If using the Google Image Search is not already part of your SEO strategy, get ready to rectify it! It is something that has been on digital marketers’ radar for some time, but it is about to become increasingly more critical to search engine optimisation.
Imagery has always been relevant in paid media, from print to social media advertising and even display adverts. With Google introducing more advert types to exploit, imagery is becoming more prevalent. Instead of relying on image optimisation techniques, we are being encouraged to think differently about the image search, including allowing users to find your content through Google Images.
The new changes and full information will be rolled out later in 2019. It has been hinted at that images will be used for more transactional, educational and as a search tool for more people. Especially, as people are no longer just searching for photographs to include in their PowerPoint presentation.
People are already using the functions in place. Such as screenshotting an Instagram photograph and using Google’s Image Search function to find out the location or where the item of clothing is from.
How to optimise your pictures for Google Image Search
Optimise any text relating to the image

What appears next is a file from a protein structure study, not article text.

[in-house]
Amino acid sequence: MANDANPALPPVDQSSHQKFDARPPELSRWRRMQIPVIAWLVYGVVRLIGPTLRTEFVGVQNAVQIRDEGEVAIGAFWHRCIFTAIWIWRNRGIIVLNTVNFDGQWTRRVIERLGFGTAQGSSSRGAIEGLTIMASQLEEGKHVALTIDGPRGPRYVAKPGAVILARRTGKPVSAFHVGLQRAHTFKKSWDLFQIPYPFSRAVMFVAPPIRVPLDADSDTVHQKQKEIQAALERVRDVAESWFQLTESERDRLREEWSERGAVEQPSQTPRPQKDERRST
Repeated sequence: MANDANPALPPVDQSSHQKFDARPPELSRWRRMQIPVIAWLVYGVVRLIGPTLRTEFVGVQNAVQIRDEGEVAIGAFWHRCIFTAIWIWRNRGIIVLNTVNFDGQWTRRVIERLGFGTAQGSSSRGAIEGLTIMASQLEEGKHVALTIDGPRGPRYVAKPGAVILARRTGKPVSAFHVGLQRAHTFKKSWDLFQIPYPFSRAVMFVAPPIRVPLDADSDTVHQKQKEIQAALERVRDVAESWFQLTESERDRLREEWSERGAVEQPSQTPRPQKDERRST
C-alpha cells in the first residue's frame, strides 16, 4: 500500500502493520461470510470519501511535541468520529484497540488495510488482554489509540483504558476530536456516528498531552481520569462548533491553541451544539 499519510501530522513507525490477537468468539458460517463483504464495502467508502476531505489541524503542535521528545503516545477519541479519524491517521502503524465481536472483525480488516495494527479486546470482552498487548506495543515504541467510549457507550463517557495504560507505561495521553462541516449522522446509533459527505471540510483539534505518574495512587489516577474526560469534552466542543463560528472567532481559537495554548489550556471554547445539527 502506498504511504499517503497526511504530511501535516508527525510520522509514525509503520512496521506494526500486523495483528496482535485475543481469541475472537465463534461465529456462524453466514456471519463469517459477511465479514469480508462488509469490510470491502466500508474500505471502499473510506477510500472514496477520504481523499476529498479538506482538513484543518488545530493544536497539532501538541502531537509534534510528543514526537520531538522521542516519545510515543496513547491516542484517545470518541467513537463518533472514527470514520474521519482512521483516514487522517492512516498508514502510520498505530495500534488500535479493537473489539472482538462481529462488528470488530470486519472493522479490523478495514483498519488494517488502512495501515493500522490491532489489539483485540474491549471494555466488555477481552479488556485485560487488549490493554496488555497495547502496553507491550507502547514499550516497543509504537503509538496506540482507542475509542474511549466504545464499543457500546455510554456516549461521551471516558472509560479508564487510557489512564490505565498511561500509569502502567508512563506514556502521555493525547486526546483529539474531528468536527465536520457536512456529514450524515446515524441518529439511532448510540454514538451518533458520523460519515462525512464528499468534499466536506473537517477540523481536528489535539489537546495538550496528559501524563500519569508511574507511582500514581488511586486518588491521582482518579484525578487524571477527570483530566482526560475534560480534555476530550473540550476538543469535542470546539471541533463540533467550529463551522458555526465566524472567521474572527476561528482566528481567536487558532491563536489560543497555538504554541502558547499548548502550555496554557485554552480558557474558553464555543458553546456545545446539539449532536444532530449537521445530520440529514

Make sure that the image is renamed to something relevant. For example, if it is a picture of a beef burger, call it ‘Beef burger’. Fill in an appropriate image title, ‘Something Restaurant Beef Burger’ write a comprehensive but transparent description, ‘Homemade beef burger in a bun, served on the outside seating at Something Restaurant in Cardiff.’
The keywords that you have researched for your blog post or web page should be included in the image description too.
Make sure you use an image that is relevant to the subject you are talking about in the blog post or page on your website.
Use your own image
Like with popular keywords, images that Google sees time and time again will be less likely to be found or on the first few pages.
Resize the image
If your image is too big in terms of megabytes, use free online software to resize the image.
Use good quality and clear images. These are more likely to be found and clicked on, than blurry or unfocused photographs.
Get crafty with your images, like you have with clickbait titles. What would want to make you click on an image and find out more?
Use more than one photograph
Google is suggesting that we need to have content-rich web pages and blog posts. It is recommended to have around 500 words, if not more, per page along with 4 to 5 images. This is not always possible, but the additional images will make the content easier to find as well as breaking up the page for the reader.
There are no set rules when it comes to blog photography or any photography for that matter. It is a creative skill that everyone has their own flare with and if we were all the same then how boring would that be? Do not feel you have to copy everyone else and remember that not every image has to be a flat lay!